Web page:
The channel 4 extends, as indicated at 4', beyond the extremity of the tube 5 into the handle portion 6, the line of weakness 7 intersecting this portion 4' near the extremity of the tube 5. In this manner the tearing movement for removing the handle 6 is not impeded by the extremity of the tube 5, which can be improved still more by slightly flattening the portion 4'. The tearing movement an take place continuously without the need of performing also a rotational movement, which highly simplifies the tearing action.
FIG. 2 diagrammatically shows the manner of manufacturing of such a container, and this after nearly completing a container which has already been filled with the contents 8. In the bottom portion 9 the edges 3 of the foil sheets 1 have not yet been interconnected, so that, there, a filling opening is kept open. Through this opening the tube 5 has been initially inserted, which tube, thereafter, during forming the circumferential connection between the edges 3 of the sheets 1, is sealingly connected with said sheets.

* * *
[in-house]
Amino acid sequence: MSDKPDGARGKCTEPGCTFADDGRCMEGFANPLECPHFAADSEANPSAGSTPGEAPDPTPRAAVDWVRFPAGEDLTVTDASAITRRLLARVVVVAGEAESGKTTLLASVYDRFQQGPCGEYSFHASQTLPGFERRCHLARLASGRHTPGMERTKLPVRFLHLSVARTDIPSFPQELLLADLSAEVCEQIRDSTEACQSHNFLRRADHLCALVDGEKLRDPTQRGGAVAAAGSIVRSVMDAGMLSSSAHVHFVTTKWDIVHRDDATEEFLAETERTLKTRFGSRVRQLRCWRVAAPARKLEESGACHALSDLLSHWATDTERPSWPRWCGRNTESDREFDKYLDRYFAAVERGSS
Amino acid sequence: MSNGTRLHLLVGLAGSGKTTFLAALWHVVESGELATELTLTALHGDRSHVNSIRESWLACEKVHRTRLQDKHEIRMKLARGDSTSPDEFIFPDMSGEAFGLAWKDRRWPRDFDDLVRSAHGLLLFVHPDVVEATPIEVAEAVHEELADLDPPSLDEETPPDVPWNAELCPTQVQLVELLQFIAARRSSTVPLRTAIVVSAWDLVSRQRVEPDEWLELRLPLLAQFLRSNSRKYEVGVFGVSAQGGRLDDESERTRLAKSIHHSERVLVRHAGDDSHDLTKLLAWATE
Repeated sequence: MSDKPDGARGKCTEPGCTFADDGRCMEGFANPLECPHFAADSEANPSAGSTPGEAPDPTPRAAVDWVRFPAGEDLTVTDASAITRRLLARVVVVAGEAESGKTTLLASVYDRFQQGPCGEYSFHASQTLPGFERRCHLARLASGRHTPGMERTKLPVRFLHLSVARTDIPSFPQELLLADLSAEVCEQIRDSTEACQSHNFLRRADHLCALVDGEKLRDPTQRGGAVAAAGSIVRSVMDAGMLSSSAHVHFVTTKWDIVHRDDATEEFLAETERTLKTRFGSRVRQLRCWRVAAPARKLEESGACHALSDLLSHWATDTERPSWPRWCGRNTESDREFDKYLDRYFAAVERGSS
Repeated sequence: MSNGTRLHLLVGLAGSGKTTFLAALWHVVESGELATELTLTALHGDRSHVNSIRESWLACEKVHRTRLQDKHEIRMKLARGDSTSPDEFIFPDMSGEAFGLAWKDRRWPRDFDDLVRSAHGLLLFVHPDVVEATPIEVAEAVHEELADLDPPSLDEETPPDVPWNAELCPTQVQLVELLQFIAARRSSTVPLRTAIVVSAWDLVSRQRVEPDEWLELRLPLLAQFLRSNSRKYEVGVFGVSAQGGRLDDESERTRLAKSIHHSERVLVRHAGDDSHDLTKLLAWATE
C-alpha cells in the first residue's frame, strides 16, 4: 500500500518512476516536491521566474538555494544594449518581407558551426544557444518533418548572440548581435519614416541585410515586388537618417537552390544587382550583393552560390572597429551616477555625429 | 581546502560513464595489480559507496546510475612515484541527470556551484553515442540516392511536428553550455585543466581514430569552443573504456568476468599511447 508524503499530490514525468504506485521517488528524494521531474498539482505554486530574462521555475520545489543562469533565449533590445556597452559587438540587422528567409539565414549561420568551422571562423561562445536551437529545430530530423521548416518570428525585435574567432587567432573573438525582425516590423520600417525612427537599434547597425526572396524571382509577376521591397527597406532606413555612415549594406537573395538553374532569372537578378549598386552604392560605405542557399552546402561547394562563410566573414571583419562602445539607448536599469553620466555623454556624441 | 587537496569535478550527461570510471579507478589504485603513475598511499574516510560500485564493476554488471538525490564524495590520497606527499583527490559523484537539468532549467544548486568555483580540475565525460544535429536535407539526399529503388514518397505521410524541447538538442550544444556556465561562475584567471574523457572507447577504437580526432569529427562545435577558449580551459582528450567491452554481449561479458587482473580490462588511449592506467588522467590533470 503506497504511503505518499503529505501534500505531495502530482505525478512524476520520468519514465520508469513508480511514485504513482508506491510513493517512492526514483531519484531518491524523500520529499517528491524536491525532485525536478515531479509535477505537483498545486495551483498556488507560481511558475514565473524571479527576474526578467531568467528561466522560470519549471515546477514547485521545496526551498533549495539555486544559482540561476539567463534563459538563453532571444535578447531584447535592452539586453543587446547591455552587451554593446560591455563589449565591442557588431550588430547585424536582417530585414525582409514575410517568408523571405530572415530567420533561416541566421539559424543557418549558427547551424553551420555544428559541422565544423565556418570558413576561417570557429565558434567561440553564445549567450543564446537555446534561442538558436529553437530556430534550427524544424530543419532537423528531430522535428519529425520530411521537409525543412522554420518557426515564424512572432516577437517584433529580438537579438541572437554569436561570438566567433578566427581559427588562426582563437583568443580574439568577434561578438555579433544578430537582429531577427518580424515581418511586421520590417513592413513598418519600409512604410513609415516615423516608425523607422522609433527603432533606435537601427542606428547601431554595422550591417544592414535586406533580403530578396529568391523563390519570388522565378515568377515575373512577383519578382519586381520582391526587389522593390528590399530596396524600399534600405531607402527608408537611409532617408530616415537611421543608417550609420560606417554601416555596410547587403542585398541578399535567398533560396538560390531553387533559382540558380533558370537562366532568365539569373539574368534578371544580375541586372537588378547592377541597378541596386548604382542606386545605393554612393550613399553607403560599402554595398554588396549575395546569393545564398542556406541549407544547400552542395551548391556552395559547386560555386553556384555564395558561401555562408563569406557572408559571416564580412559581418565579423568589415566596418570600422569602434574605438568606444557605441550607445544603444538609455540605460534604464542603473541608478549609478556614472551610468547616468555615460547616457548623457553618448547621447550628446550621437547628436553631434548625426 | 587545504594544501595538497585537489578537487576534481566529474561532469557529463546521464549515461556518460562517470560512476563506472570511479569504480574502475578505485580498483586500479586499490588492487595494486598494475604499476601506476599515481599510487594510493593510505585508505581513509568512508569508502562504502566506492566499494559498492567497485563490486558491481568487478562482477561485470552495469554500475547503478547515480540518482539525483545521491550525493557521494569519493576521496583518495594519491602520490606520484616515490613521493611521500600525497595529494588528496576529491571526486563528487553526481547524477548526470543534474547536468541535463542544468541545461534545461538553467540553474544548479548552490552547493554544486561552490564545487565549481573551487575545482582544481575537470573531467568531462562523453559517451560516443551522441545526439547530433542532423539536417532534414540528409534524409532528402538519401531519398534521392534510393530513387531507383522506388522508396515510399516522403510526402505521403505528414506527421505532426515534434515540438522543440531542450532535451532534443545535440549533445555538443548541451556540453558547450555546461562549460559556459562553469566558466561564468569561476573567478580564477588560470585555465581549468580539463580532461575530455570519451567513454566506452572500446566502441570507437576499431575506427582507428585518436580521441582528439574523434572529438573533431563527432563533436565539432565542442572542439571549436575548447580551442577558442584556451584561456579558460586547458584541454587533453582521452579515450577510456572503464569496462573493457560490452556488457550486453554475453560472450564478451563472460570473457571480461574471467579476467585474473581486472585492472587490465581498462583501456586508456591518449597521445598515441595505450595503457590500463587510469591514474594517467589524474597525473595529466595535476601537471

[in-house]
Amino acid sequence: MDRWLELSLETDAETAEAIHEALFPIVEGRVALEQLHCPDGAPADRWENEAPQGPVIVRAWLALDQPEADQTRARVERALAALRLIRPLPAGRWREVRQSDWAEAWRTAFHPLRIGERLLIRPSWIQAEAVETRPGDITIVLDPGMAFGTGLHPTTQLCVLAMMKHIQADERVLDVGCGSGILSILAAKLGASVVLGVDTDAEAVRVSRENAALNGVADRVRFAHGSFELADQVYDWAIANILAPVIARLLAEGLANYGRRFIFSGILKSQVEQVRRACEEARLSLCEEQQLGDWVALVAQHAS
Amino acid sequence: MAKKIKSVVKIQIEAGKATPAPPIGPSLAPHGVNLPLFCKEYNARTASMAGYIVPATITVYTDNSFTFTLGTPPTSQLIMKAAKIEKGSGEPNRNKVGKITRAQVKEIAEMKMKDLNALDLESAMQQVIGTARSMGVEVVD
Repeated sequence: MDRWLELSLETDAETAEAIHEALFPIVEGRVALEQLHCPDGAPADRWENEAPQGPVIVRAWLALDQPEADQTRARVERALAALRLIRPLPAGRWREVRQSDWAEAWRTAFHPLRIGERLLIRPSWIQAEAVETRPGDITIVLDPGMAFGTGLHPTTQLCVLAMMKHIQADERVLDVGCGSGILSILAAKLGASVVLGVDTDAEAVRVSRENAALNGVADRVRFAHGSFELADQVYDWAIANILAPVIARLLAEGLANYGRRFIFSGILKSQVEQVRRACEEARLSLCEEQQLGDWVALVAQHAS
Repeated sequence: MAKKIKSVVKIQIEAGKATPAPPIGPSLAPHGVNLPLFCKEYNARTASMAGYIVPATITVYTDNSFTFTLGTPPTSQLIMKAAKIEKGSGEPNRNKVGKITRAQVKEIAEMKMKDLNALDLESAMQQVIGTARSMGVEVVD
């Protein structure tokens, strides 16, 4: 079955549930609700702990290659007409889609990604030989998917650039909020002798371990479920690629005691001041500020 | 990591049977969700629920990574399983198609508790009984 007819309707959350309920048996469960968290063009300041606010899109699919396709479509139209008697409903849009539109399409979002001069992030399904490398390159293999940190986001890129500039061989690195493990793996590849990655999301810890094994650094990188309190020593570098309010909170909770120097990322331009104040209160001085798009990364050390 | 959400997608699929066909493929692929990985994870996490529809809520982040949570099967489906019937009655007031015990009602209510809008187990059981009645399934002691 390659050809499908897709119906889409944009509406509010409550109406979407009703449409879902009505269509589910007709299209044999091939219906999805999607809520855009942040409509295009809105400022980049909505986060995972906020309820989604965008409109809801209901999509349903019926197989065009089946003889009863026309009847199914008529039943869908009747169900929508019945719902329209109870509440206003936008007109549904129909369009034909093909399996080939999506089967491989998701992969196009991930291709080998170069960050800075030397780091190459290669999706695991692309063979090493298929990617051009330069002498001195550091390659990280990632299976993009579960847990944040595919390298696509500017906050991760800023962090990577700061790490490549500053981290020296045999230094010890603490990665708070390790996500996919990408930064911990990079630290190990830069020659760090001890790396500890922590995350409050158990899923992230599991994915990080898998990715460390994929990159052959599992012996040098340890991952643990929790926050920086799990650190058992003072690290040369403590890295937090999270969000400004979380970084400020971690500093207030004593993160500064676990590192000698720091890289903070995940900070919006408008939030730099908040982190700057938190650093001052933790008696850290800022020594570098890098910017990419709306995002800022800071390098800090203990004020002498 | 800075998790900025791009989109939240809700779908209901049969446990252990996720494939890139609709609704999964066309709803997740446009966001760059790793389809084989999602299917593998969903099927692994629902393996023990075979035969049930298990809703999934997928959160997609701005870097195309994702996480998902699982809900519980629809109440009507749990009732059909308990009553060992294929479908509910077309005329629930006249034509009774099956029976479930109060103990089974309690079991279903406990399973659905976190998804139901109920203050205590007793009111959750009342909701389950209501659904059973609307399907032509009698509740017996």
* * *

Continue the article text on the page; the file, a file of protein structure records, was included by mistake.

The tube 5 consists of a relatively rigid but pressure-elastic material which can be united with the sheets 1 by means of a suitable operation. This tube is, in particular, such that it can withstand the heat and pressure for connecting the sheets mutually and with said tube by heat and pressure, which tube can yield then, to such an extent that a circumferential sealing connection with the foil sheets 1 is obtained, the latter being previously shaped to form a channel 4, 4', said connection being obtained in particular in the points in which said sheets deviate from each other in the edge portions of the channel 4, the bore 10 of said tube, however, not being pinched thereby and not being closed by melting.